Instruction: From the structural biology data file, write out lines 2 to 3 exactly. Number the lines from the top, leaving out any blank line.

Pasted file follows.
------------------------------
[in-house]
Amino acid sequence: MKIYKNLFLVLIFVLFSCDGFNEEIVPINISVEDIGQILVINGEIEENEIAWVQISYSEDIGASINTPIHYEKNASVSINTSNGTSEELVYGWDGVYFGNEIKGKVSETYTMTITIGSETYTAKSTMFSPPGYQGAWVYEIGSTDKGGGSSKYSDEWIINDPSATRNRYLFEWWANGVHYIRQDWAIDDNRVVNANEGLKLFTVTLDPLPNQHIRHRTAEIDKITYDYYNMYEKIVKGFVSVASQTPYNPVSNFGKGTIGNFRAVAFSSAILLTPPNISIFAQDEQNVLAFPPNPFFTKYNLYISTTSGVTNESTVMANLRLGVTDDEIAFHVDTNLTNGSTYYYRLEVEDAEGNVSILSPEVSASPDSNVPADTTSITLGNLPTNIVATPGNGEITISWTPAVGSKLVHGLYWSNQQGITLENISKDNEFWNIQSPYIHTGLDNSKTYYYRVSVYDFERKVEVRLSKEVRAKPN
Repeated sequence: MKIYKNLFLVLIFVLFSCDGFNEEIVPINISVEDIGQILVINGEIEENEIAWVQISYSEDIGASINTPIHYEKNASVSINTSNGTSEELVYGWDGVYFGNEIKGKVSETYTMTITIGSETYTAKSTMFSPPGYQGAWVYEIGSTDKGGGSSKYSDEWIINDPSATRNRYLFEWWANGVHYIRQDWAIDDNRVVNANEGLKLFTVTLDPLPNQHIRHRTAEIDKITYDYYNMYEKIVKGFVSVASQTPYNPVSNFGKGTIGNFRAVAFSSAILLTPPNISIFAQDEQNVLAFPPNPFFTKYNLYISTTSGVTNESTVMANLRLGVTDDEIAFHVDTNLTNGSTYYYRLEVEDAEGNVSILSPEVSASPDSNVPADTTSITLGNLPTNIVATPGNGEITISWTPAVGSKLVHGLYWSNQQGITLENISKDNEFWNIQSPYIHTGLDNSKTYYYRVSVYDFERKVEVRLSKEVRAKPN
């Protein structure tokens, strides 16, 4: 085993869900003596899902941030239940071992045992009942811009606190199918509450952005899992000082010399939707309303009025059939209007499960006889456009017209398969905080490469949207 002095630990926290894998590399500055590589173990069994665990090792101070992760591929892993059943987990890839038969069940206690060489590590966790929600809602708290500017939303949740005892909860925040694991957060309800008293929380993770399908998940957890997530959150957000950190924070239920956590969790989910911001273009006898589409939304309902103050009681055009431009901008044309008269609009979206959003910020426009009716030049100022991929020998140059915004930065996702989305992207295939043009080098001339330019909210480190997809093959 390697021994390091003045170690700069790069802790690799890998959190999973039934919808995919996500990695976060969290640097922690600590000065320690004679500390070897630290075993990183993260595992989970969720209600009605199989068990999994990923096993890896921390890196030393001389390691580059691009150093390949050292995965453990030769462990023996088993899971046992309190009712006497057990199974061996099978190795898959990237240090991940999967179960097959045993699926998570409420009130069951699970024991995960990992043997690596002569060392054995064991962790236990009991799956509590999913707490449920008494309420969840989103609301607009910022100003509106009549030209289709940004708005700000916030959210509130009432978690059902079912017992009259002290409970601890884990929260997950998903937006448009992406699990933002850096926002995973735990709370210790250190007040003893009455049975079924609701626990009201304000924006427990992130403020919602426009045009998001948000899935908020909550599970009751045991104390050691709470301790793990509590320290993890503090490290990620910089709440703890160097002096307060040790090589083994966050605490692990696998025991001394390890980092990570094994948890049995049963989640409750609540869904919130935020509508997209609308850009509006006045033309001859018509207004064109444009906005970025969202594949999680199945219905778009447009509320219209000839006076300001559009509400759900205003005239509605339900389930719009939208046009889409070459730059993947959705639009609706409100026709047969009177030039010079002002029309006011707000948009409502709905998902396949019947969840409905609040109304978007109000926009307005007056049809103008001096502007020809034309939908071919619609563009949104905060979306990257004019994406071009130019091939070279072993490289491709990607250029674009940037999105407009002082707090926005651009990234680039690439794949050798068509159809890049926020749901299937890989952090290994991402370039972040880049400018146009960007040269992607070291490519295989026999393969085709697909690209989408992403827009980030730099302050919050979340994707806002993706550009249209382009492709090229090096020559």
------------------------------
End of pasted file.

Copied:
Amino acid sequence: MKIYKNLFLVLIFVLFSCDGFNEEIVPINISVEDIGQILVINGEIEENEIAWVQISYSEDIGASINTPIHYEKNASVSINTSNGTSEELVYGWDGVYFGNEIKGKVSETYTMTITIGSETYTAKSTMFSPPGYQGAWVYEIGSTDKGGGSSKYSDEWIINDPSATRNRYLFEWWANGVHYIRQDWAIDDNRVVNANEGLKLFTVTLDPLPNQHIRHRTAEIDKITYDYYNMYEKIVKGFVSVASQTPYNPVSNFGKGTIGNFRAVAFSSAILLTPPNISIFAQDEQNVLAFPPNPFFTKYNLYISTTSGVTNESTVMANLRLGVTDDEIAFHVDTNLTNGSTYYYRLEVEDAEGNVSILSPEVSASPDSNVPADTTSITLGNLPTNIVATPGNGEITISWTPAVGSKLVHGLYWSNQQGITLENISKDNEFWNIQSPYIHTGLDNSKTYYYRVSVYDFERKVEVRLSKEVRAKPN
Repeated sequence: MKIYKNLFLVLIFVLFSCDGFNEEIVPINISVEDIGQILVINGEIEENEIAWVQISYSEDIGASINTPIHYEKNASVSINTSNGTSEELVYGWDGVYFGNEIKGKVSETYTMTITIGSETYTAKSTMFSPPGYQGAWVYEIGSTDKGGGSSKYSDEWIINDPSATRNRYLFEWWANGVHYIRQDWAIDDNRVVNANEGLKLFTVTLDPLPNQHIRHRTAEIDKITYDYYNMYEKIVKGFVSVASQTPYNPVSNFGKGTIGNFRAVAFSSAILLTPPNISIFAQDEQNVLAFPPNPFFTKYNLYISTTSGVTNESTVMANLRLGVTDDEIAFHVDTNLTNGSTYYYRLEVEDAEGNVSILSPEVSASPDSNVPADTTSITLGNLPTNIVATPGNGEITISWTPAVGSKLVHGLYWSNQQGITLENISKDNEFWNIQSPYIHTGLDNSKTYYYRVSVYDFERKVEVRLSKEVRAKPN